In the past three weeks I have climbed a mountain, done a lot of chasing of three children under four, sometimes in and out of the water, rode my bike to and from town many times, walked the length of a long beach several times,moved tools around, moved garden stuff, gone up and down two-hundred flights of stairs just moving things and going places. and in general been much more active than any time in the last ten years.  All of this was done naturally, and in the flow of the day, not at a gym or doing some specific exercise routine, except for about ten minutes of stretching most days.

And I feel great.  I haven't even thought about taking any pain pills or needing some other remedies.
There is very little tension, more freedom, and less stiffness and hardly any pain.  I can't really run far or fast.  I'm not about to play basketball again, which I miss, and don't expect to challenge myself to perform amazing physical feats that would break me in half.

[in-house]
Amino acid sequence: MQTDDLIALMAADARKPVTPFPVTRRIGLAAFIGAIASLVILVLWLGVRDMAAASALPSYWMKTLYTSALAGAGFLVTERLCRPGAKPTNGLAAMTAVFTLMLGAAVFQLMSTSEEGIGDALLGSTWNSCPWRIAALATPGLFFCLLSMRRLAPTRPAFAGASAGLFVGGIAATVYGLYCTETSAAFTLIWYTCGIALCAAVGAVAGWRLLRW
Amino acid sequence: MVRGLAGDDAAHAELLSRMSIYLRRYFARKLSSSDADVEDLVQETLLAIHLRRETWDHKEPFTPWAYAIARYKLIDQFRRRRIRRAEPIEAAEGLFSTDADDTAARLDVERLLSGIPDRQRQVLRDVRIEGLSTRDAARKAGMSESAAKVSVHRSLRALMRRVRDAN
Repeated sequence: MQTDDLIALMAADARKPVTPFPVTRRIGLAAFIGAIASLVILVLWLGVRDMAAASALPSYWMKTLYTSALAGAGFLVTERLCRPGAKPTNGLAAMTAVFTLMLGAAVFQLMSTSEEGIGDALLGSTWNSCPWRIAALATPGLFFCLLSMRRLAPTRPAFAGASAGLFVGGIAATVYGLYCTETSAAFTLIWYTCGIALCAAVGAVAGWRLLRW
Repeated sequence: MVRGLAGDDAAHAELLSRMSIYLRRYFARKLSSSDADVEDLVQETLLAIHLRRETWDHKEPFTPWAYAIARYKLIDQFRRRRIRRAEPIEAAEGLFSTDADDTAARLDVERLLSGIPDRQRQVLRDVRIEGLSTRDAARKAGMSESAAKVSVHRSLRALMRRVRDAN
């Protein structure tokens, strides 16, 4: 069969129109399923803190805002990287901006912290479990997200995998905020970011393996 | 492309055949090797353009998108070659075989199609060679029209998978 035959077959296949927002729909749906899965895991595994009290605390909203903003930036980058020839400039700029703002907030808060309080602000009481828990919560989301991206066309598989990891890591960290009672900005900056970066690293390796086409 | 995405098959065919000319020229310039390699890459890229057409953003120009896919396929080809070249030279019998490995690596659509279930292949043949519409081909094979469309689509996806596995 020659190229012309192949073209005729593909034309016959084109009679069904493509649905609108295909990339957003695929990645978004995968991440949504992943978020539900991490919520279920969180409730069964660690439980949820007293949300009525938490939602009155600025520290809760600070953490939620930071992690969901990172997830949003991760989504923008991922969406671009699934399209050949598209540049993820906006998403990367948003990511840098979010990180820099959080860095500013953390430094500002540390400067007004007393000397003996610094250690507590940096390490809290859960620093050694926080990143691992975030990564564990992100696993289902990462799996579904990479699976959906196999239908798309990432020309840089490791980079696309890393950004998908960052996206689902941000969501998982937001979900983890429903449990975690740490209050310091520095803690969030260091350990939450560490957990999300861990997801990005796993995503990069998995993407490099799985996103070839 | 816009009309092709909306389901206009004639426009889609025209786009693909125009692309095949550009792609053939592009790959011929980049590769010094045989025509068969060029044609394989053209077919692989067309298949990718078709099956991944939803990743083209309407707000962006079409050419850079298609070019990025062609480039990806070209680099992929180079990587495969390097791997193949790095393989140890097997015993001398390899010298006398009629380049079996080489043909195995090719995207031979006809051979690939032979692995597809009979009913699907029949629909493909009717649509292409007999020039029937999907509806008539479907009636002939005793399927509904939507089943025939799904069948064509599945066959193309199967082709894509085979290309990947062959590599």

But, I think working, at least working full-time or more, in order to pay bills and help keep a family going,  is pretty hazardous to every one's health, especially after fifty-three. And I certainly was not in a physically demanding profession, which I guess, was part of the problem.

While not working, hard, ever, is not good for your mind, well-being or your place in the universe.

It helps a lot of enjoy whatever it is you're doing.  But even then, you can't be a goalie for very long.